Arisba or Arisbe (Ancient Greek: Ἀρίσβη; Eth. Ἀρισβαἰος), was a town of Mysia, mentioned by Homer in the same line with Sestos and Abydus. It was between Percote and Abydus, a colony of Mytilene, founded by Scamandrius and Ascanius, son of Aeneas.
The army of Alexander the Great mustered here after crossing the Hellespont. When the wandering Gauls passed over into Asia, on the invitation of Attalus I, they occupied Arisba, but were soon defeated, in 216 BCE, by Prusias I of Bithynia. In Strabo's time the place was almost forgotten.
There are coins of Arisbe from the Roman emperor Trajan's time (early 2nd century), and also autonomous coins.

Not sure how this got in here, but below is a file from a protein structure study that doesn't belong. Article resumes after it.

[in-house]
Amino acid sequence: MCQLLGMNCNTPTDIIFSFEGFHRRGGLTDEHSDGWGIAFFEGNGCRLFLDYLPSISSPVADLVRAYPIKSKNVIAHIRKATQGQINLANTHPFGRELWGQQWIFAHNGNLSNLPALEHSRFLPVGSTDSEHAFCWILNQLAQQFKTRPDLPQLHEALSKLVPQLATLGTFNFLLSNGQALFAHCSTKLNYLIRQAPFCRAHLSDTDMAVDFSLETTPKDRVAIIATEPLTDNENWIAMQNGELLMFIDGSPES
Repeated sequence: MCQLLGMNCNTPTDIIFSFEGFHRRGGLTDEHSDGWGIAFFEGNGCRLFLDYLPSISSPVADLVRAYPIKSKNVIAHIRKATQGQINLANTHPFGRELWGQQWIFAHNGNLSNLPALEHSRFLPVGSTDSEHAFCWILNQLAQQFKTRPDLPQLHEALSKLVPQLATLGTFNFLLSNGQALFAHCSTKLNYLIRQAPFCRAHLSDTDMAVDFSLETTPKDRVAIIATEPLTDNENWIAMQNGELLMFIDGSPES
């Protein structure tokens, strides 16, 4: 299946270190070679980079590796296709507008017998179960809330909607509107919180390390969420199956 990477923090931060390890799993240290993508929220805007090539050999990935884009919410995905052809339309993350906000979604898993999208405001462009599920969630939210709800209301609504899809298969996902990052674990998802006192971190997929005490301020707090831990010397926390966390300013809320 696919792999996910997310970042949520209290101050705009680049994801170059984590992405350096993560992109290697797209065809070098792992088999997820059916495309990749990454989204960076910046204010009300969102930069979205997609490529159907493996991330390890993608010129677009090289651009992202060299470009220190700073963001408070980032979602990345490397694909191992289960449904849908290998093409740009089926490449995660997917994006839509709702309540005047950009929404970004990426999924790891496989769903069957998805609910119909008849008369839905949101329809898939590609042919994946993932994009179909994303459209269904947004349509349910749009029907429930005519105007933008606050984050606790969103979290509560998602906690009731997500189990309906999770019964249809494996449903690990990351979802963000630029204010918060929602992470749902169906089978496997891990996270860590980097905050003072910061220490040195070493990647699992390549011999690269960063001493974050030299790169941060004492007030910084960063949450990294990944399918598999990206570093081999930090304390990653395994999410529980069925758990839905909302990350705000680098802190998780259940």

- Homer, Iliad 2.837
- Stephanus of Byzantium, Ethnica Ἀρίσβη
- Arrian, The Anabasis of Alexander 1.12
- Pol. 5.111
- Richard Talbert, ed. (2000). Barrington Atlas of the Greek and Roman World. Princeton University Press. p. 51, and directory notes accompanying.
- Lund University. Digital Atlas of the Roman Empire.
This article incorporates text from a publication now in the public domain: George Long (1854–1857). "Arisba". In Smith, William (ed.). Dictionary of Greek and Roman Geography. London: John Murray. p. 214.